FishEye and Crucible 3.1: A new dashboard and search experience

The new FishEye and Crucible 3.1 release features a huge upgrade to our code search, visualization, and review tools that will help development teams collaborate faster and streamlines their workflows. This release focuses on keeping developers in the flow, and putting key information front and center — a cleaner dashboard, faster search, and new JIRA integrations to ease your workflow. Try FishEye and Crucible 3.1 Today A whole new experience with FishEye and Crucible 3.1 Redesigned dashboard You

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We like to ship big things, but sometimes great things come out of tiny features. That's how I feel about the review navigation shortcuts – with only 2 keys you can jump through all the files, diffs and comments of your changesets and reviews. Choosing the content to navigate In FishEye, the j and k shortcuts automatically cycle through diffs and files; in Crucible reviews, you can fine tune your navigation using the drop down menu next to Prefs to control what items are cycled:   Moving

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Meet FishEye and Crucible 3.0, a massive upgrade to our code search, visualization and review tools that will help development teams work faster, every day. This release provides developers with more powerful ways to track changes across all their code repositories, share knowledge, and accelerate collaboration cycles. Developers will find it easier to perform pre-commit reviews and benefit from huge indexing performance gains – especially for Subversion repositories. Come and meet the new FishEye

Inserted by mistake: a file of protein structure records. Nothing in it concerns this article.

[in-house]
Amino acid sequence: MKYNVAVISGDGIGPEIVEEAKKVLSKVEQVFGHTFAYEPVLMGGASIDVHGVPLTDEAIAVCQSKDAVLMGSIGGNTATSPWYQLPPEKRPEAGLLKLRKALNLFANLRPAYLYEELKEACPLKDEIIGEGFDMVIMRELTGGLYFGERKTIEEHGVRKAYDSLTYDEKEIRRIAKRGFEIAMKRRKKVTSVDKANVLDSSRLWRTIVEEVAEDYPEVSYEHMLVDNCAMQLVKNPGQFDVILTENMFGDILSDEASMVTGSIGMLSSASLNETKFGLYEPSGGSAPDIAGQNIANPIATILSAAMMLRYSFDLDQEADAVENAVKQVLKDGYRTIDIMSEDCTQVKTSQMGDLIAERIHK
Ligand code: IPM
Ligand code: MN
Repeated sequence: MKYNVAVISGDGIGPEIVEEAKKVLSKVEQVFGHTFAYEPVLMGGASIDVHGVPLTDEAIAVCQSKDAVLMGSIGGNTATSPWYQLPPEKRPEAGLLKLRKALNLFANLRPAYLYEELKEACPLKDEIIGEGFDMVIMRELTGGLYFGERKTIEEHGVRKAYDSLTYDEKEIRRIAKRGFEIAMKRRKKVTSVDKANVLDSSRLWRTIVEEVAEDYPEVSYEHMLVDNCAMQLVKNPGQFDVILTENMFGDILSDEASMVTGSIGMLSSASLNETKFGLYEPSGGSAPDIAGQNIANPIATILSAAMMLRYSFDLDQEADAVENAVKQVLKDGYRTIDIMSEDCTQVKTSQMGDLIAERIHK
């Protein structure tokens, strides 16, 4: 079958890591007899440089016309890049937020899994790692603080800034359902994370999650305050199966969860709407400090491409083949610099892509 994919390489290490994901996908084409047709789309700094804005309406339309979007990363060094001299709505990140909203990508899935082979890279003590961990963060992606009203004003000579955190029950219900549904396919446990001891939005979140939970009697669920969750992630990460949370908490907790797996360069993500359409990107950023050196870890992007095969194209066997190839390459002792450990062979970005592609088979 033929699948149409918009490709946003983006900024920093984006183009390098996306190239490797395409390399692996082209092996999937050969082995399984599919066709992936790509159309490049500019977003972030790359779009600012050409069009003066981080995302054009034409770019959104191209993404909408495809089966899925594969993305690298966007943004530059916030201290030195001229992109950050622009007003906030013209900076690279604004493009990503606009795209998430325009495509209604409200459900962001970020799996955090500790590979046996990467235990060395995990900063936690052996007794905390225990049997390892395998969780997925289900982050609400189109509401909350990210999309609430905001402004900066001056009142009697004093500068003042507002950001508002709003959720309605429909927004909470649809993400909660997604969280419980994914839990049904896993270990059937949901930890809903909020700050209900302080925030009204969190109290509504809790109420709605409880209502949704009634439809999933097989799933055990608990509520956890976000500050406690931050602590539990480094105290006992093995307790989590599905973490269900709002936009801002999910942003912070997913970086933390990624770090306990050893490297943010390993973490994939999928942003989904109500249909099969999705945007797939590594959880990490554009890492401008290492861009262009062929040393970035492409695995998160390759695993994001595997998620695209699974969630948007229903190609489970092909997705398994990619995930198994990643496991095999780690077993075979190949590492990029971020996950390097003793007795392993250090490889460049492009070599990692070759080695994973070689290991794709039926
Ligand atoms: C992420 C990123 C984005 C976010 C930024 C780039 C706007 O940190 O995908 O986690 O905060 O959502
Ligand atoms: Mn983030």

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Sometimes it doesn't hurt to talk again about things we covered in the past. I must admit that before writing this post I was wondering whether or not people would find value in it as the Commit Graph isn't really a brand new feature. But a couple discussions with some folks in Atlassian convinced me that not everyone knew all the great things that you could achieve with it. Taking this in account and thinking about all the new developers adopting our tools everyday I decided to write something

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"I remember when our team was just two developers...". Have you made a statement like that recently? At Atlassian our development team grew from 2 guys to now over 300 developers working in different timezones. Collaborating on the code became more complex as the team was growing but the goal always stayed the same: improve dev speed and ship high quality code. To achieve this we needed to find the right processes, tools and workflows. In our case we just built some of it ourselves. FishEye and

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The fact that you're reading this is highly suspicious. Wouldn't you rather be coding right now? Are you really a developer, or are you some alien life form in an over-worn "There's no place like 127.0.0.1" t-shirt masquerading as a coder? See, we've been made to understand that, more than anything, devs just want to get back to coding. We also understand how hard it can be to keep a growing dev team flowing smoothly as new members join and new features are coded. Teams need a common interface

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